An American Editor

December 2, 2010

Going Backward in Leaps and Bounds

Filed under: Politics — Rich Adin @ 9:37 am
Tags: , , ,

Over the course of my voting life, which has been decades, I have ranged from independent to Republican to Democrat in terms of party registration, but I have always voted for the persons I thought were the best qualified regardless of their and my party affiliation. I think that will change in the future.

There is nothing I find more distasteful than tyranny — whether it be tyranny of the majority or of the minority. I have always considered our triad government the best of current systems, yet today the Senate Republicans have disabused me of that belief.

Yesterday, 42 Republican Senators threatened to close down the Senate unless their demand for the renewal of the Bush-era tax breaks for everyone, regardless of income, is enacted. One would think that the only thing America has on its plate is tax cut renewal. There is no concern, for example, for the jobless who can’t find work and whose benefits are about to expire — the “99 weekers.” Instead, there is concern for people whose incomes exceed $250,000 and who might have to pay an extra $500 in taxes, people who have jobs and aren’t facing homelessness and medical problems for which they have neither medical coverage nor money.

Even bills that they have already voted in favor of, such as the bill to expand FDA powers to protect our food supply that Republicans overwhelmingly supported earlier this week, are being threatened by the cabal of Republicans. Basically, the Republicans are saying that giving money to their millionaire allies is significantly more important than even protecting the average American’s food supply. Or the new START treaty to make the world a less dangerous place — a treaty that Republicans and Democrats alike, who are no longer in office and no longer worried about political contributions support. There is something significantly wrong with this line of thinking.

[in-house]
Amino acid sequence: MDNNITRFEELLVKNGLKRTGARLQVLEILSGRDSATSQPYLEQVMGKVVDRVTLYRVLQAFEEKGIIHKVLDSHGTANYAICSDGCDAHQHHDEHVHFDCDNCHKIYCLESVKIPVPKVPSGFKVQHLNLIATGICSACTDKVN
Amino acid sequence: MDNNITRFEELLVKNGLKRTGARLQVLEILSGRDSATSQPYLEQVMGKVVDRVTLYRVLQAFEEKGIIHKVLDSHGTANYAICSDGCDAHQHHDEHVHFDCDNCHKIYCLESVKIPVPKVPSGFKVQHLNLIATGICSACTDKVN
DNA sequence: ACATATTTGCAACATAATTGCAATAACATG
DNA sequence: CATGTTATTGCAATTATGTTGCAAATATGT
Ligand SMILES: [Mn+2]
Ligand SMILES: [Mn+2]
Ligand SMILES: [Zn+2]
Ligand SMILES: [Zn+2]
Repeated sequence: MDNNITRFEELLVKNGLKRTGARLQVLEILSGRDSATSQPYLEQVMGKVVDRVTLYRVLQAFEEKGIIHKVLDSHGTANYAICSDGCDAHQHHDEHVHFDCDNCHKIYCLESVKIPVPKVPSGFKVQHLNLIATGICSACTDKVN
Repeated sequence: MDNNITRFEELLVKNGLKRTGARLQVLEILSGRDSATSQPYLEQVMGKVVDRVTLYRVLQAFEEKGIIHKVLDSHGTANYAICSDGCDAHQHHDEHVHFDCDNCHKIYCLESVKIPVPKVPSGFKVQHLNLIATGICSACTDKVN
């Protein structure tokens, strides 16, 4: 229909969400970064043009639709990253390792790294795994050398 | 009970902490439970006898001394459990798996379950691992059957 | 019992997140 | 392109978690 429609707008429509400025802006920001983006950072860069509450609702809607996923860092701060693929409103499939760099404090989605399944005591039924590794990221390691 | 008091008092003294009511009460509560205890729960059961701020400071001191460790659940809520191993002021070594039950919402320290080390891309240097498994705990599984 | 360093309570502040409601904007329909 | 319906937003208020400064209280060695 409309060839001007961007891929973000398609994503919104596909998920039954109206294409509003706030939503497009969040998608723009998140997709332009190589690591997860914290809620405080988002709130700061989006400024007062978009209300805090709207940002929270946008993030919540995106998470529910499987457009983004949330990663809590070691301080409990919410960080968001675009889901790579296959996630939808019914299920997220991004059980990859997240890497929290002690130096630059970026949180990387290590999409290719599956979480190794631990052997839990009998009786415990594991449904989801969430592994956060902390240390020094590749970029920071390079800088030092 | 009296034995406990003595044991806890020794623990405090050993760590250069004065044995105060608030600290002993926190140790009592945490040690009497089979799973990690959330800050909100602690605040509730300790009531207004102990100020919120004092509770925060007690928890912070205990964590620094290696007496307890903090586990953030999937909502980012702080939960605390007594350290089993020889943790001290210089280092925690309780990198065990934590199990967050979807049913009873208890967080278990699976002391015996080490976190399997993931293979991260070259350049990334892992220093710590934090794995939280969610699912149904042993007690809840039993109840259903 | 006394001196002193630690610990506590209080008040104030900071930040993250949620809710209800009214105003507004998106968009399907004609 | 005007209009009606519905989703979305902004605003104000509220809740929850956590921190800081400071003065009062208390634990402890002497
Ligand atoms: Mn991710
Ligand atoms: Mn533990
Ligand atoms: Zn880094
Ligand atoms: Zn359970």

Mitch McConnell and the 41 other Republican Senators have shown what buffoons they truly are with this latest threat to shut down the people’s business. First, they cry that the past election sent a message to politicians that getting the deficit under control is the number one priority of the American people. Consequently, no spending will be allowed to occur on their watch absent a corresponding cut somewhere else. OK, if that is the message, then where is the corresponding cut being made for the $700 billion dollars that extending the tax cut to those who earn more than $250,000 will add to the deficit.

The Republicans used to be a party of great thinkers and people who cared about the overall welfare of America as a country. It has become a party of limited thinking and sound bites. This is not to say that the Democrat party is a great deal better, but better it is than the Republican party.

Unfortunately, the ones who will suffer will be us, the average citizen, not the wealthy elite who make up the U.S. Senate. I think the time has come to test the resolve of the 42 Republican senators. The Democrats should introduce bills and try to bring them to a vote. Change the rules of the Senate.

Do I, as a citizen who isn’t receiving the bribes the politicians are, care about some arcane rule that lets a Senator object to a bill and by doing so prevent its coming to a vote? I don’t; I think it is time for the majority to also not care and get on with the business at hand.

How does any sane person think we can eliminate our deficit without some combination of tax increase and spending cut? No economist from any side of the spectrum thinks it is possible, yet 42 Republican Senators think it is. I’m waiting to see how this miracle will come about.

In the mean time, these 42 Republicans have convinced me to never vote for a Republican again. I don’t expect to agree with everything any candidate for office espouses, but the one thing I cannot abide is when a politician determines that protecting his or her money sources is more important than taking care of the country’s business — and that seems to be the message the Republicans are gleefully sending to me.


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